30 Sep 2019: Montfaucon-en-Velay to Tence

Distance 16.5 km High temperature 71F

Underway at 0930 for a surprisingly complicated day that was intended to be shorter. Under normal circumstances I would be staying in Tence tonight (10 km but the next town is another 8 km, making too long a day, and I am in no rush). However Tence is full. So Madame my host in Montfaucon-en-Velay will retrieve me late this afternoon from Tence, and take me back to her hotel for the night. Then, in the morning she will return me to Tence where I will resume walking. Simple?

Due to these arrangements I can leave behind the majority of my kit, taking only a jacket, water and e-reader in my small compressible day-sack. (Such situations are only one reason to carry such.)

At breakfast I chat with the other lodgers, all with packs and hats, obviously walkers. They are three German men who have been walking from their home in Düsseldorf by sections over the past 15 years.

Montfaucon-en-Velay is a big town with all services; within 2 blocks of the hotel, in the center of town, I see 2 banks, at least 2 bakeries, a Tourism Office, and 2 churches.

Leaving Montfaucon-en-Velay, it is a fine fall day, cool with a bit of breeze. There are fine views to the north …

and to the south … (note the cones on the horizon)

… which is my direction of travel today. Backyard gardens have thriving zinnias and dahlias, even hydrangeas (although it would be too late for these at home).

At a crossroads, with an ubiquitous roadside cross, stands a plaque which explains why this is so. It’s helpful to remember how very superstitious the countryside was, and how religion and magic and the supernatural were often conflated. Apparently in olden times, it was thought that demons and sorcerers gathered at the crossroads at night. Crossroads made it easy for them to meet up. So the roadside crosses were a way to stake a territorial claim for the forces of good, denying the place to the forces of evil. This explains why we see so many of them as we walk along, since our Pilgrim route often uses the old roads.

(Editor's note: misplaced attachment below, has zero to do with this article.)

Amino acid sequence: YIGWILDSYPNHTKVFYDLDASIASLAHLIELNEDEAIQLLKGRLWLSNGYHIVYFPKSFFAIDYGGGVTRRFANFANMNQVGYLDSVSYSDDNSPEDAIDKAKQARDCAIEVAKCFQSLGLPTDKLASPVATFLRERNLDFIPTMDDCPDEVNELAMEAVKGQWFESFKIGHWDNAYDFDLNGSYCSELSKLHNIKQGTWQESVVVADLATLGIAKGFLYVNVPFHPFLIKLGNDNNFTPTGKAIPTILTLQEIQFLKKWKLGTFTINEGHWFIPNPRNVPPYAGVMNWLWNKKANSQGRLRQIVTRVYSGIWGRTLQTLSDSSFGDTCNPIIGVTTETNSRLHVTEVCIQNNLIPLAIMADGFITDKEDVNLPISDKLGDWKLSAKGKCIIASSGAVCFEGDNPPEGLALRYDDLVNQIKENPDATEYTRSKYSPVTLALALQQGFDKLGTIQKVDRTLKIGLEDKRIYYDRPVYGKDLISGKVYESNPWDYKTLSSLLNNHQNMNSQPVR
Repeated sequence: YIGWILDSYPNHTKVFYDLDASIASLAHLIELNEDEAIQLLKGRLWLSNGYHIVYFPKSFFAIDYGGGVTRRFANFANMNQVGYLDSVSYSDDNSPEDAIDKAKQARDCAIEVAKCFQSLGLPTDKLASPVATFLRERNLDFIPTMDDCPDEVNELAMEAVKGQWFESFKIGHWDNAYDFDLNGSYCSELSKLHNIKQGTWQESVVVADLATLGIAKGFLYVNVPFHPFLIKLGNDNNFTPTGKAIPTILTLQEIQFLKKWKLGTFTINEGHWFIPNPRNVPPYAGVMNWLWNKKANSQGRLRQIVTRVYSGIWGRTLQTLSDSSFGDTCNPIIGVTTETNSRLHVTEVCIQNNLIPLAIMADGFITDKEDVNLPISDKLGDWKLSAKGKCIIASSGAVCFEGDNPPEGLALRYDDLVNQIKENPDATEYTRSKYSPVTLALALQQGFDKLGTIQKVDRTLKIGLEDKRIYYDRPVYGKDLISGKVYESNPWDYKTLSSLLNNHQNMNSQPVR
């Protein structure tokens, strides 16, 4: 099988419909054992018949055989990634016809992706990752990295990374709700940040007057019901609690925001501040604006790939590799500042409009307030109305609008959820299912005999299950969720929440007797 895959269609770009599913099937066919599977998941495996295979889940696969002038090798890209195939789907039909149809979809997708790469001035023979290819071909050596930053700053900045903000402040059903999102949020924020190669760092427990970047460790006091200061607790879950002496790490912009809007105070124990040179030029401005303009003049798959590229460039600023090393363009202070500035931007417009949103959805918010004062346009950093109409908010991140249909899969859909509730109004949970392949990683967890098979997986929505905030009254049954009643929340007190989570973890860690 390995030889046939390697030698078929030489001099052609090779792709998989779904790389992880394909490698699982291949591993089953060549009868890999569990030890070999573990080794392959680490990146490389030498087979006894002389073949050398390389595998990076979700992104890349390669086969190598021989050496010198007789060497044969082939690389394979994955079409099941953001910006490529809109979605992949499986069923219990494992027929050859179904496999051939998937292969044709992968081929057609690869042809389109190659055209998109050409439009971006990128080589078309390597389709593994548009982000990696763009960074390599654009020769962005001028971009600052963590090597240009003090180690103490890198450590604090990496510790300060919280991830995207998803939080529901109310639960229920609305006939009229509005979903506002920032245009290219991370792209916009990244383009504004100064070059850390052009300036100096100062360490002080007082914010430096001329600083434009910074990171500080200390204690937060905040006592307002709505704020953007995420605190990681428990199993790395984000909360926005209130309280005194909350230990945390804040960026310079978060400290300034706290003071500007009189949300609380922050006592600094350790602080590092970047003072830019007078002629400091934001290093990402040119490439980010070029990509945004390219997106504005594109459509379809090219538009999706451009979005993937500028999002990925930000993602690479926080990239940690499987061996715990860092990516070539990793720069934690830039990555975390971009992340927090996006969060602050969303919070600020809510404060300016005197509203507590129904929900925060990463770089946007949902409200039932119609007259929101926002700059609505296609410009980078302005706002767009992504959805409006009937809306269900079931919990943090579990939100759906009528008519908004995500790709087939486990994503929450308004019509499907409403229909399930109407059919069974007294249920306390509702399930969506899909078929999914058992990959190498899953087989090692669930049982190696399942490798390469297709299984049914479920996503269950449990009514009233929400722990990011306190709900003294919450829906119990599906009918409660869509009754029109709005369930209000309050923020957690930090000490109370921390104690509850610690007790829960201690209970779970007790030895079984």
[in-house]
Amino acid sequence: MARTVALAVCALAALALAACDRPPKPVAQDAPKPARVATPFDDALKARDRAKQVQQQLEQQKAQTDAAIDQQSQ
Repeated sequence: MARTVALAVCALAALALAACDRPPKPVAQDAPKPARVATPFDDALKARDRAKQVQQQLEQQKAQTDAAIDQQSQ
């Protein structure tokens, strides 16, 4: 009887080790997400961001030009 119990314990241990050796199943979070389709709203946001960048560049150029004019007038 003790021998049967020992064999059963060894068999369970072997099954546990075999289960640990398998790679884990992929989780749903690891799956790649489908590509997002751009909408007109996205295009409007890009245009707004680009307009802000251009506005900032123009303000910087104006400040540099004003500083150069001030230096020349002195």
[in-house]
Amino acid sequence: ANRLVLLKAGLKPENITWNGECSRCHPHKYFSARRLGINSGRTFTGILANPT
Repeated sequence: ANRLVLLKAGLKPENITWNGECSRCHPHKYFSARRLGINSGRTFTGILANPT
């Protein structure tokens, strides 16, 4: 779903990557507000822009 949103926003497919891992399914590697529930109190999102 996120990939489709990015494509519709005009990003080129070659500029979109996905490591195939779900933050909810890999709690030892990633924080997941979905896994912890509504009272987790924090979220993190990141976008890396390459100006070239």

About 45 minutes from Montfaucon-en-Velay there is a bus shelter at a small roundabout, that would provide a roof against rain.

The route continues over an alternating pattern of pasture and forest, giving occasional panoramic views from the ridgeline. The small cones of the ancient volcanoes are multiplying on the horizon.

Mid-afternoon I pass markers commemorating an internment camp on this, the site of an old silk factory, where refugees from the Spanish Civil War were housed.

As it turns out, the French guide, which claims today’s route is 10.2 km, is incorrect. The Swiss guide, counting 16.5km, is correct. I’m extremely glad this was only a day-pack day!

Lodging: Hotel Le Platanes in Montfaucon

Dinner tonight was a feast well-earned: cream of pumpkin soup, pan-browned trout with zucchini flan and lentils du Puy, and fromage blanc with berry coulis for dessert.

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